– Take a sausage, for instance.
– I will take something easier of investigation; I will take the sauce which is needed to make a sausage palatable ; say, for instance, a sauce like that of Messrs. Lea and Perrin. With regard to the correctness of the trade description of that sauce, as far as its nature was concerned, the Department would be absolutely at the mercy of the importer, because its ingredients are a trade secret, and the makers would not risk their world’s trade by publishing the secret of manufacture for the benefit of our Customs Department. Neither the Minister nor his officials could say with certainty what are the ingredients of that sauce. And, again, sir, it is obvious that, in many cases, unless the words “ nature and quality “ are omitted from the definition of “trade description,” the Minister will be able to arbitrarily, and perhaps unfairly, decide that a “ trade des.sciption “ is a false “ trade description.” But as to the absoluteness of his power to keep out of Australia any goods that he may desire to exclude, let me refer honorable members to clause 8, which says -
No person shall import any goods -
What goods? -
To which a false trade description is applied.
And to clause 9, which says -
All goods to which any false trade description is applied are hereby prohibited to be imported.
Under those provisions the Minister will have power to prohibit the importation of a whole host of things. That is a power which Parliament should keep in its own hands, and not delegate to a Minister, to be exercised at his own sweet will, and, perhaps, at the instigation of trade rivals of the prescribed article.
– What would the honorable member suggest?
– I suggest that Parliament should state definitely what the goods are to which the measure shall apply. The Bill pretends to deal with patent medicines likely to contain ingredients deleterious to the public health, and to regulate exportation, so that light-weight goods shall not be sent out of the country, to the injury of our export trade; but these are matters for which Parliament can definitely provide without allowing them to be the subject of regulations framed by the Customs Department.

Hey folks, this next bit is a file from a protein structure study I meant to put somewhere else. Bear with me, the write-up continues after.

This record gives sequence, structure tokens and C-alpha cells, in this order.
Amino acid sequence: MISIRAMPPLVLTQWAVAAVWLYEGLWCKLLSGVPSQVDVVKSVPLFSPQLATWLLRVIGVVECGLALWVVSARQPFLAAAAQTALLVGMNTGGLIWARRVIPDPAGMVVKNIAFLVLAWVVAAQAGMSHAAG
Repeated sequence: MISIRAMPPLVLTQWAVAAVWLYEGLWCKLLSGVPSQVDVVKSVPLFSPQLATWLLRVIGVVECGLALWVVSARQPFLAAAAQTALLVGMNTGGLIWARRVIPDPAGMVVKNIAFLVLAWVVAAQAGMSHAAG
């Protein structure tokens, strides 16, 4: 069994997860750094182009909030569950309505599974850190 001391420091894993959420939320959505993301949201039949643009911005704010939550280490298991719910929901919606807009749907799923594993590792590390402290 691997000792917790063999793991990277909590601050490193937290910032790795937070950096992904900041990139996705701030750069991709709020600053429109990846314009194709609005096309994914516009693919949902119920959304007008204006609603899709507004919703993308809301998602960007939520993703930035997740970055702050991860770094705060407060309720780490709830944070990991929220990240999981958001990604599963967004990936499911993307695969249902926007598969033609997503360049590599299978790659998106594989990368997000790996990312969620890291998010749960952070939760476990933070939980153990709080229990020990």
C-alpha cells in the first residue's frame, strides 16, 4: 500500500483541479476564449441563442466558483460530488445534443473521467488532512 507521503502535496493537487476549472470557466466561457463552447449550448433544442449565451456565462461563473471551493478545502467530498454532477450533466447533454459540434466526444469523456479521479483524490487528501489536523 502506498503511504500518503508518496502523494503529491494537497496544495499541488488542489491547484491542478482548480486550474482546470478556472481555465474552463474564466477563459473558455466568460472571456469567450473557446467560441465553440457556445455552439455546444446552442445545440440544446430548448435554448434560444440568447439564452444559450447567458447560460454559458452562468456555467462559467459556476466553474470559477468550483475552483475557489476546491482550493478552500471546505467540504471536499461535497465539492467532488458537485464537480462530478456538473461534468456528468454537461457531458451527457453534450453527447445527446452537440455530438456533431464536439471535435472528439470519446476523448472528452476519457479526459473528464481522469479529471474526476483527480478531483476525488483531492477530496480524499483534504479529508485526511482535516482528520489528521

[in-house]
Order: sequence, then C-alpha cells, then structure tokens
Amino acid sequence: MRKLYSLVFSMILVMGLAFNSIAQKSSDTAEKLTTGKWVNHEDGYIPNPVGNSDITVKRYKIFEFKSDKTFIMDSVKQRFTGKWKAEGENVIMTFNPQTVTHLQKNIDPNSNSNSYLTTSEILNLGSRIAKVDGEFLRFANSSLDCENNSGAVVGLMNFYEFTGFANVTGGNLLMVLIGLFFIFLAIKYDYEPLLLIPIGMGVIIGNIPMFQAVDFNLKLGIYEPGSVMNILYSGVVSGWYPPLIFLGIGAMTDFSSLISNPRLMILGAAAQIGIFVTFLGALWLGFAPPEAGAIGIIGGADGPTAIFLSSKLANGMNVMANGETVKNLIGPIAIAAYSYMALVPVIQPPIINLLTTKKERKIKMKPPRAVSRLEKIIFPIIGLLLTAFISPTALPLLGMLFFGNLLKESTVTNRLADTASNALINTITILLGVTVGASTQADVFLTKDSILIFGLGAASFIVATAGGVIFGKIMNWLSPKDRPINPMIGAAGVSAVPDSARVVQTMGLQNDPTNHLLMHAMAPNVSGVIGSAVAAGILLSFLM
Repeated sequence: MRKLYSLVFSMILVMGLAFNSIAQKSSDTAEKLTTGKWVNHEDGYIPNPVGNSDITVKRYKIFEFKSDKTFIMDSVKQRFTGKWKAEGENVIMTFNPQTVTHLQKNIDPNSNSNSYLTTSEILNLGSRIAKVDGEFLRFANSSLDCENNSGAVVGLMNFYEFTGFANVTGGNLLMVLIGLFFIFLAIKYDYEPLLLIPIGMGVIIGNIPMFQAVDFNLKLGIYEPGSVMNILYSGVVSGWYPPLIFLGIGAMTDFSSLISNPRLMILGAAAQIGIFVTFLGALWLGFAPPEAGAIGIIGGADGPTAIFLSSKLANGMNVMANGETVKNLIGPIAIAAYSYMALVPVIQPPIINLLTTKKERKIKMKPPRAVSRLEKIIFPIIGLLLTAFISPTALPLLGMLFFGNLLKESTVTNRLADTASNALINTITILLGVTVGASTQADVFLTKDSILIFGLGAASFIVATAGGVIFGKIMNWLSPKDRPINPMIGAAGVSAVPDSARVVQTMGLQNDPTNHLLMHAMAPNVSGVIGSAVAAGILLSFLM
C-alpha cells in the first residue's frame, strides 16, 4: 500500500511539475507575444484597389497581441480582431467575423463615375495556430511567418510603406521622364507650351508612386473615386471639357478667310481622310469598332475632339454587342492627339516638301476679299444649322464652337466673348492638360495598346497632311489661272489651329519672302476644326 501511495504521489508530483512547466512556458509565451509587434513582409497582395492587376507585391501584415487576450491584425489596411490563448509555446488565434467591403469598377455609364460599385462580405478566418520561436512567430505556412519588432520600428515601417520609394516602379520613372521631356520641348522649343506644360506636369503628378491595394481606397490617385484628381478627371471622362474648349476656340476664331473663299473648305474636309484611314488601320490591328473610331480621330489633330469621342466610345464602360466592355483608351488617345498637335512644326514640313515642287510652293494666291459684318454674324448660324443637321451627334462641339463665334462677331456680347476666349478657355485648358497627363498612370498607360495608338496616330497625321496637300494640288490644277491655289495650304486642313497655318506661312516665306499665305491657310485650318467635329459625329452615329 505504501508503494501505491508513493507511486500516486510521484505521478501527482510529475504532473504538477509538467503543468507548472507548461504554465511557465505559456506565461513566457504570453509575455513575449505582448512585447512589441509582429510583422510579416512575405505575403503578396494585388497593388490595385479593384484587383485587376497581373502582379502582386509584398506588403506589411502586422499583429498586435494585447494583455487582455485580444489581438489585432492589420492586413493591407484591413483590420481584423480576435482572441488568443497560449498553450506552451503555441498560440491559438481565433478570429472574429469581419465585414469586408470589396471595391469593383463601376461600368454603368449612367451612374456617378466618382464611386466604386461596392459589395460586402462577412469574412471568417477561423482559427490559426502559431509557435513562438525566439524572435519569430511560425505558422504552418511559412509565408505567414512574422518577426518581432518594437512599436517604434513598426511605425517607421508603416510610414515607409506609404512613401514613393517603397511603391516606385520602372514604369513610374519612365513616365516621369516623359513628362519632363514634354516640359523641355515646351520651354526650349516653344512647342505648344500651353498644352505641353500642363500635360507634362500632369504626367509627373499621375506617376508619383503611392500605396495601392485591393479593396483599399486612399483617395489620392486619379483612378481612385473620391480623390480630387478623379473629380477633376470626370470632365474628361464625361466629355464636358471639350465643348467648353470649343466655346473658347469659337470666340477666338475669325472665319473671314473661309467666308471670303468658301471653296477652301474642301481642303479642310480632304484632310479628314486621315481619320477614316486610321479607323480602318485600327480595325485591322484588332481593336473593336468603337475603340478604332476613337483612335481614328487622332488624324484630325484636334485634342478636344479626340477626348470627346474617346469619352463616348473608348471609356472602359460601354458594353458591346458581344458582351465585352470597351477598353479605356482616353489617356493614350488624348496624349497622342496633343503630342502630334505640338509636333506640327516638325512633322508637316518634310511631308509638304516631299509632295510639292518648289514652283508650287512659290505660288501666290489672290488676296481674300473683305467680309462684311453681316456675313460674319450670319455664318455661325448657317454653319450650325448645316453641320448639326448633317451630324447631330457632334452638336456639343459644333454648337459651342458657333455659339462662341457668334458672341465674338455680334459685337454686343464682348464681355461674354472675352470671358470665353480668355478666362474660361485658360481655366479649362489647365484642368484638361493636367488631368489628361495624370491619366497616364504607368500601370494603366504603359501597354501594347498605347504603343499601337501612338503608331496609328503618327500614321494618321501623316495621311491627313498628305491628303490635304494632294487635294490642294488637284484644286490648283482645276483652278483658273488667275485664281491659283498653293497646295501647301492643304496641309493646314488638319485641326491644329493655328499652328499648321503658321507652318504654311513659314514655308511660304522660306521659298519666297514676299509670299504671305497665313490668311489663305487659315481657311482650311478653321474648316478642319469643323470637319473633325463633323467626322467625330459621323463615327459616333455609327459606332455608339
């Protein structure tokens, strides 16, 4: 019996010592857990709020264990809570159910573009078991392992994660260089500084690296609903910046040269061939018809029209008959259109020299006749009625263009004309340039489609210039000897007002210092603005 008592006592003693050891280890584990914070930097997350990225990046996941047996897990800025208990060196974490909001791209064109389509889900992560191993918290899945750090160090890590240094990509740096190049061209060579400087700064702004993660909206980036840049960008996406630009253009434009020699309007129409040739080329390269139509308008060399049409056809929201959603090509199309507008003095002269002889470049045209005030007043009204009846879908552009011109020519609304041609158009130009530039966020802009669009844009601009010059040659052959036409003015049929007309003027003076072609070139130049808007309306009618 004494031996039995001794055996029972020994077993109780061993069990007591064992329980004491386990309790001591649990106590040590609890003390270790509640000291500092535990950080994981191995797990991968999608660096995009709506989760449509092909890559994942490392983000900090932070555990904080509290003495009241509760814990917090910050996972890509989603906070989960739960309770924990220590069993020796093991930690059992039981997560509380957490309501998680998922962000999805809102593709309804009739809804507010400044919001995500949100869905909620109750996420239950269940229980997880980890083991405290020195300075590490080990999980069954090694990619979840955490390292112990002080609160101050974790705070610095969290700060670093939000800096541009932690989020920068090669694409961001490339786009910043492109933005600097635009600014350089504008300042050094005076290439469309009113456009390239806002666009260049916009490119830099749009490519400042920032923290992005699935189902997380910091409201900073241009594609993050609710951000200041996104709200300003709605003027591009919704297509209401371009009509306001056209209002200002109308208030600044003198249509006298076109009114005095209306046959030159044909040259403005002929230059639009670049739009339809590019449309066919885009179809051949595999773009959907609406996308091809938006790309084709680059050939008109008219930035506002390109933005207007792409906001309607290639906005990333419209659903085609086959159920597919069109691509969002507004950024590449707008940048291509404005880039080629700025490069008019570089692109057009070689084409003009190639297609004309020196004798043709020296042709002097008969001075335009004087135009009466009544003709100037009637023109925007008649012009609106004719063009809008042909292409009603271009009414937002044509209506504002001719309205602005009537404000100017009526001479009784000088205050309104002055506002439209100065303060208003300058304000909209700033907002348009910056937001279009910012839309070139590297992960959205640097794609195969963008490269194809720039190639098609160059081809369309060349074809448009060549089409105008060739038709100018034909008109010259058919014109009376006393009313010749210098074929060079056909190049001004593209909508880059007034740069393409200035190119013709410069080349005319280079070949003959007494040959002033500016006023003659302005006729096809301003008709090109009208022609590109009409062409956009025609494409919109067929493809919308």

– Why does not the honorable member let the Bill go into Committee, and then move amendments ?
– Will the Minister give favorable consideration in Committee to these points?
– I will give reasonable consideration to them.
– Will the Minister forego his claim to the powers of prescription which he here seeks?
– I am always very humble in these matters.
– Then there has been a marked change in the honorable gentleman” since he took office ! Before he accepted a portfolio he could not be spoken to, even in the most reverent fashion, without an out-, burst; but now, in his anxiety to get the Bill into Committee he is all suavity. When he was in opposition, he always insisted on the fullest discussion of the motion for the second reading of Bills, because he recognised that it was a means of educating honorable members in regard to their provisions in anticipation of the Committee proceedings. Not only, sir, has the Minister power to keep out goods altogether, but he has power to require the examination of goods, under clause 5, which says -
An officer shall inspect and examine all prescribed goods which are imported, or which are entered for export or bought for export to any wharf or place.
The officer may, where practicable, fake samples of any goods inspected by him pursuant to this section, and the samples so taken shall be dealt with as prescribed.
I do not think any words of mine could put the intentions of this’ measure more clearly than they have been stated in the